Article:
Judith Seng’s work is located in the main entrance hall of the Design Miami pavilion, only work in the hall, situated where the visitors pass by before climbing the stairs that lead to the design fair.
ACTING THINGS IV: Material Flow is part of Commission Miami, a research project on experimental design presented at the entrance of Design Miami and providing a first taste of the fair as well as leading the visitor from the art related halls to the design related halls and vice versa.
On a pedestal in the main hall a minimal performance is presented. Here, a group of dancers interacts with the shapes they create and model in the act of dancing by solidifying a colorfully pigmented matter that receives the marks of their bodies. Such shapes will then be melted in special jars for the whole duration of the Art Basel week.
The artwork’s impact is no doubt guaranteed by the imprint that the dancers’ bodies leave in the colorful matter through their fluid and never banal movements.
It is a silent, hypnotic, totemic dance, in which the boundary between the body and the matter is lost. The gesture becomes one and the same with the icon, which turns into a totem, into a testimony of the uniqueness and unrepeatability of the gesture itself. The image thus loses the status of worthless object and gains that of work of art.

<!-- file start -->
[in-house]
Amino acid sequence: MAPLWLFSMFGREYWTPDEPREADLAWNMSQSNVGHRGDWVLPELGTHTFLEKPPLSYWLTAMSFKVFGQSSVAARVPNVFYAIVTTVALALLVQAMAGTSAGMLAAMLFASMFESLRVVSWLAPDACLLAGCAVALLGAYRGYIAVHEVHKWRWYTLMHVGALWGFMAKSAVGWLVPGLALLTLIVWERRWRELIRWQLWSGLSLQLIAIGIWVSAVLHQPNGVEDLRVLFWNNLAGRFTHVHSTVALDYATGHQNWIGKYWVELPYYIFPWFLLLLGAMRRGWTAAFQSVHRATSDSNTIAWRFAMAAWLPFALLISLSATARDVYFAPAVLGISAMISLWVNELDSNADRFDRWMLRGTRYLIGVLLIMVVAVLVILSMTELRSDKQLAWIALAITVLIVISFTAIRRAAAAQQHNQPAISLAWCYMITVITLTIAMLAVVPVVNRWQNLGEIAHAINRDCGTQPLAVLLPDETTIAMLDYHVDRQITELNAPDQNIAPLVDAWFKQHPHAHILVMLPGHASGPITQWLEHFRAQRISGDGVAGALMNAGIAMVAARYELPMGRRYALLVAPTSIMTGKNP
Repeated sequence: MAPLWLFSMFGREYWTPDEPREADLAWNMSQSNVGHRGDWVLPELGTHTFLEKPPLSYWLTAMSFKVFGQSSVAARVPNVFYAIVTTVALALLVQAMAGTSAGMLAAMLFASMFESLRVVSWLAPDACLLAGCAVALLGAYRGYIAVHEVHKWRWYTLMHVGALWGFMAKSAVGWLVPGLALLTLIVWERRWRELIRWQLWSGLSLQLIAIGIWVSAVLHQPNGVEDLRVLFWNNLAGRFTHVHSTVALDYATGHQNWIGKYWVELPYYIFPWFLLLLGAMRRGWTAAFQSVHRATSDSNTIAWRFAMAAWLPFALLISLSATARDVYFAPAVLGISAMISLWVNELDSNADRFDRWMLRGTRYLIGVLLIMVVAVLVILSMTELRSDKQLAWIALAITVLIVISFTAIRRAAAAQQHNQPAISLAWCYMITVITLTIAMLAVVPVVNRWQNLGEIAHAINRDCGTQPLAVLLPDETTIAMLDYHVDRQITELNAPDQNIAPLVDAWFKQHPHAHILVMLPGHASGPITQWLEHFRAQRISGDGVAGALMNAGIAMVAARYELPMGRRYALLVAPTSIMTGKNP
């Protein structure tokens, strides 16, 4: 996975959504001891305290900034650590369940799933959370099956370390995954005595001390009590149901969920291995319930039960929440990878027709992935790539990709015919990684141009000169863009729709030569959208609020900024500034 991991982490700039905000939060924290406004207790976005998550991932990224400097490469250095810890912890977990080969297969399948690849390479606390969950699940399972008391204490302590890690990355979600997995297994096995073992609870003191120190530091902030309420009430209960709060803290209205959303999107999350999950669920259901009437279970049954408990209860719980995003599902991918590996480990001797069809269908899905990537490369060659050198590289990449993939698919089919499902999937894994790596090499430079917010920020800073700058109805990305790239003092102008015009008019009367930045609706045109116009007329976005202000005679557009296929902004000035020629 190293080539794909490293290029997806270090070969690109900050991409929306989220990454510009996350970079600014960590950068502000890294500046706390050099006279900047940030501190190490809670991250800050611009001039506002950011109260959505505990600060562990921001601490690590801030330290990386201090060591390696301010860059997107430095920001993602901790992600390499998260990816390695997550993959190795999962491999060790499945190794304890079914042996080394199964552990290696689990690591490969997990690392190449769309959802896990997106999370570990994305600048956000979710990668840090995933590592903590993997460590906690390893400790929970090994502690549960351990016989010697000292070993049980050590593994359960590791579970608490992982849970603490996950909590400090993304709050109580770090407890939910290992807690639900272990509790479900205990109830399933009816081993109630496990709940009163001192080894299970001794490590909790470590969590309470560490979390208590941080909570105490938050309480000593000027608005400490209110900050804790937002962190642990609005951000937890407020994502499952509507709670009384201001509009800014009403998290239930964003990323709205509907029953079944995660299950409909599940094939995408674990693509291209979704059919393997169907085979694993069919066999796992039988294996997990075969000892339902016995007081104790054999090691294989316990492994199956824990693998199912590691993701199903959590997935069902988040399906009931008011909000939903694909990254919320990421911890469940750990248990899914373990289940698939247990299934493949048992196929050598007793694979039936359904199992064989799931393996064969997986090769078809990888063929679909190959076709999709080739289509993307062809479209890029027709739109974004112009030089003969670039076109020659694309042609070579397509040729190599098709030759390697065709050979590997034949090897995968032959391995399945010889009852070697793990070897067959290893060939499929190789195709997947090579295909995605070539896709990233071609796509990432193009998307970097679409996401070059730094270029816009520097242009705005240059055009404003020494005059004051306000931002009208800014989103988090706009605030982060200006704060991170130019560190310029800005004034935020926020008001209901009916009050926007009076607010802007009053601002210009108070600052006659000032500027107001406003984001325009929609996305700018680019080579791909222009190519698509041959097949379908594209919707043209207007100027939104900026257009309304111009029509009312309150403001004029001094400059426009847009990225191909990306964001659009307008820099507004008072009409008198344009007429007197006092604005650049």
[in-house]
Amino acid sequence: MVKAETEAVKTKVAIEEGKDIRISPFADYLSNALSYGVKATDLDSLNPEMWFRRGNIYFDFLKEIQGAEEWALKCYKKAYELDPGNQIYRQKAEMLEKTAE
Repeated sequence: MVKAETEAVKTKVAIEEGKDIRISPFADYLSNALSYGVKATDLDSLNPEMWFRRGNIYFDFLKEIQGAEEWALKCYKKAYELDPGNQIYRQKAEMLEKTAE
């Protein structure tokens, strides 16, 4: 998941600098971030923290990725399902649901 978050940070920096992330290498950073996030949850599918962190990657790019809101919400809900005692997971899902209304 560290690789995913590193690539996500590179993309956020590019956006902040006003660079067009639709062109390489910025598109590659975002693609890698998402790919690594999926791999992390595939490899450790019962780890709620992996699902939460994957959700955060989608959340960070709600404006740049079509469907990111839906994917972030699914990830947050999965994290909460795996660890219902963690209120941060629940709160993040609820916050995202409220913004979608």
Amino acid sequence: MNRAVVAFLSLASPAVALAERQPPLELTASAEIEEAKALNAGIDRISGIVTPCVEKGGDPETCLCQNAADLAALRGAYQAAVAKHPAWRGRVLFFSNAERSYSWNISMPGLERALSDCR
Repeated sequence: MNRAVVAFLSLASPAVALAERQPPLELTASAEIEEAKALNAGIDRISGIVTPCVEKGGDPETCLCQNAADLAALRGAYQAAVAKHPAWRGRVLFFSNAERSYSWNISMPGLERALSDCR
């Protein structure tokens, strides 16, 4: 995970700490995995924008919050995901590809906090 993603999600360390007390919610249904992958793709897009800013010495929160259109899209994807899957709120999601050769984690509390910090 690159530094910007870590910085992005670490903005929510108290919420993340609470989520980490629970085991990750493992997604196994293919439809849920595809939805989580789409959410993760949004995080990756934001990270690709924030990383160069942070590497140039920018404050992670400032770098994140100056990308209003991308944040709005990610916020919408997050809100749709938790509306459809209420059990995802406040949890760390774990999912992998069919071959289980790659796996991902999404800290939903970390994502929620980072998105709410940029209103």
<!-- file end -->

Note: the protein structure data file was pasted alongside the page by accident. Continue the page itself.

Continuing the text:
The shape is sometimes assaulted, sometimes cuddled. For the whole duration of the performance, after being exposed, the shape will be melted in order to make the production and reshaping cycle start again.
Such is an idea that never ceases being thought and a way to see the creative process as a never-ending dance.
This ritual is a point of convergence between artistic and scientific research.
The ACTING THINGS project started in 2012 and focuses on the relationship between art and design. In the ACTING THINGS IV context, the artist Judith Seng carries on her collaboration with Barbara Berti.
Barbara Berti is a choreographer based in Berlin and specialized in Contact Improvisation.
Judith Seng lives and works in Berlin. Her research is at a crossover between art and design.
Fiammetta De Michele